Acupuncture for acute non-specific low back pain: A pilot randomised non-penetrating sham controlled trial

Health and Rehabilitation Sciences Research Institute, School of Health Sciences, University of Ulster, Northern Ireland, United Kingdom.
Complementary Therapies in Medicine (Impact Factor: 1.55). 07/2008; 16(3):139-46. DOI: 10.1016/j.ctim.2007.03.001
Source: PubMed


A pilot study to assess the feasibility of a trial to investigate the efficacy of acupuncture compared to placebo needling for the treatment of acute low back pain (LBP). As part of this, the study was designed to establish the credibility of the placebo control, and to provide data to inform a power analysis to determine numbers for a future trial.
A pilot patient and assessor blinded randomized controlled trial.
Primary care health centre facility, South and East Belfast Trust, Northern Ireland.
Patients from the physiotherapy waiting list (n=48) with LBP of less than 12 weeks duration.
Roland and Morris Disability Questionnaire (RMDQ), Visual Analogue Scale (VAS), medication use and an exit questionnaire were completed at baseline, end of treatment, and at 3 months follow up.
Ninety-four percent (45/48) of patients completed assigned treatment, 83% (40/48) completed 3 months follow-up. The sham needle used here proved to be credible: 91.7% in the placebo group believed they had received acupuncture, compared to 95.8% in the verum acupuncture group. Differences in baseline characteristics were accounted for using ANCOVA. There was no significant difference between groups on the RMDQ over time. For pain, the only statistically significant difference was at the 3 months follow up (worst VAS, point estimate, 18.7, 95% CI 1.5-36.0, p=0.034). The majority of patients were taking some form of analgesic medication for LBP at the start of treatment (n=44; 92%), and at the end of treatment the verum acupuncture group were taking significantly fewer tablets of pain control medication (mean (S.D.): 1.0+/-0.3) than the placebo group (mean (S.D.): 4.2+/-0.6, p<0.05). Based upon these data, power analysis (power=90%, alpha=0.05, minimal clinically important difference (MCID) for RMDQ=2.5 points) indicated that 120 participants (60 per group) would be needed to complete an adequately powered randomized controlled trial.
This study has demonstrated the feasibility of a randomized controlled trial of penetrating needle acupuncture compared to a non-penetrating sham for the treatment of acute LBP in primary care; 120 participants would be required in a fully powered trial. The placebo needle used in this study proved to be a credible form of control.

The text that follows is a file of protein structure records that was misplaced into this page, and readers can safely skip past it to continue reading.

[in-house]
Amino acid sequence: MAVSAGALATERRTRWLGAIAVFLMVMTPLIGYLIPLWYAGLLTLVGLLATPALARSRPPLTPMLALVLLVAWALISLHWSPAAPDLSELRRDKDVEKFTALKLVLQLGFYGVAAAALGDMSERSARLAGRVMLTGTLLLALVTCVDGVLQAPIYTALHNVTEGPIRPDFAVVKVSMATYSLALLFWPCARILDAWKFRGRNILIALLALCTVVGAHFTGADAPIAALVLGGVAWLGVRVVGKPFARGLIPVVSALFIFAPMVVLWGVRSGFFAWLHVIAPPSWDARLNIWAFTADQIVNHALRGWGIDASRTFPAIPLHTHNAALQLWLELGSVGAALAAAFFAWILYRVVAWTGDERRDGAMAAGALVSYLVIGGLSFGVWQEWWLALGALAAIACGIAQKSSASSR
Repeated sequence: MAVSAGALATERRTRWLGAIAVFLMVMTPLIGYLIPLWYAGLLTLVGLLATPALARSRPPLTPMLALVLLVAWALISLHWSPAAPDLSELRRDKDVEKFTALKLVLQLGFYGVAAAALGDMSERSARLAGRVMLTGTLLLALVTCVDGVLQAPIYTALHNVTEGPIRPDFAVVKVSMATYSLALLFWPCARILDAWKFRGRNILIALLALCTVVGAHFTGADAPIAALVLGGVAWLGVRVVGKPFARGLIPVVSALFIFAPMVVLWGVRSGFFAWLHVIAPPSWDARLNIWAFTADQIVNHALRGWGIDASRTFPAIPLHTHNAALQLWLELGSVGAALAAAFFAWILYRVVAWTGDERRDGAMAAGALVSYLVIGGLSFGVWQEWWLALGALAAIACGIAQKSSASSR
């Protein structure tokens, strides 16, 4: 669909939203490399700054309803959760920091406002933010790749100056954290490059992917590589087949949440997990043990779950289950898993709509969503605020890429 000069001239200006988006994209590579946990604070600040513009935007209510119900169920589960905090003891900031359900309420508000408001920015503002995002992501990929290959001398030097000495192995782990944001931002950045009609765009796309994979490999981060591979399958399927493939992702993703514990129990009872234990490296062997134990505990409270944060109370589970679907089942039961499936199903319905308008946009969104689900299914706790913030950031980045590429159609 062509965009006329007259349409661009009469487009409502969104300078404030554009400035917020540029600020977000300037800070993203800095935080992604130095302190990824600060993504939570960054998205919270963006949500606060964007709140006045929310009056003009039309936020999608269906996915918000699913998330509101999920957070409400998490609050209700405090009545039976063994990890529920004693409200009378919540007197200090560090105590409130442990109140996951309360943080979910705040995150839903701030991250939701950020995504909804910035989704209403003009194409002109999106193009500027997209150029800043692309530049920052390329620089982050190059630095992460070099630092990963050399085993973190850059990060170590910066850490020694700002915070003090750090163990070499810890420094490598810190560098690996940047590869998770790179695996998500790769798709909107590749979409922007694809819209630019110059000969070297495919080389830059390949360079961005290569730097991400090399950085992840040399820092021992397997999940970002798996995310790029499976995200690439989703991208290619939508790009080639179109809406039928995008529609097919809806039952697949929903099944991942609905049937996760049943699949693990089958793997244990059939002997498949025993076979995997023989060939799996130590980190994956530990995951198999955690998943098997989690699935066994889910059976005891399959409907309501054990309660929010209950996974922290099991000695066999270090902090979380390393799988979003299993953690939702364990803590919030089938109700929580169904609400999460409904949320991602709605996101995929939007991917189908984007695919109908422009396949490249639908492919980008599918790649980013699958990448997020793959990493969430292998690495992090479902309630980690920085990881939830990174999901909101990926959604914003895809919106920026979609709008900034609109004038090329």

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    • "Sham acupuncture will be applied to the same nine acupuncture points as in the standard acupuncture group. This Parksham acupuncture device has been used in several previous clinical research studies [28-30]. "
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    ABSTRACT: Acupuncture is an effective yet complex therapy, integrating syndrome differentiation, selection of appropriate acupoints and skillful needling techniques. Clinicians carefully tailor acupuncture treatment to each patient. However, most clinical trials of acupuncture have been based on a standardized formula of points for every patient without properly accounting for individualdifferences and, as a result, have not been reflective of the true efficacy of clinical practice. To determine the efficacy of meridian-based syndrome differentiation and Sa-am acupuncture, we have designed a simple pragmatic trial providing individualized treatments while working within a general framework. The study is designed to be a parallel, patient- and assessor-blind, randomized controlled trial (RCT). A total of250 patients with knee osteoarthritis (OA) will be recruited from two independent hospitals, Semyung University Oriental Medicine Hospital in Chung-ju and Dongguk University Oriental Hospital in Ilsan, South Korea. Patients will be randomly allocated into four treatment groups: 1. individualized, meridian-based syndrome differentiation and Sa-am acupuncture treatment;2. standard acupuncture treatment;3. sham acupuncture treatment; and 4. no acupuncture treatment. Patients in groups 1 to 3 will be treated by certified oriental medicine doctors twice a week for 6 weeks. The primary outcome measure will be the self-reported total Western Ontario and McMaster Universities Osteoarthritis Index (WOMAC) score change. The trial will also include secondary outcome measures. This trial is designed to determine the efficacy of individualized acupuncture treatment in patients with knee OA by comparing the differences between individualized, standard, sham and no acupuncture treatments. The results of this trial may validate the efficacy of individualized acupuncture therapy, encouraging its widespread use. Trial registration NCT01569230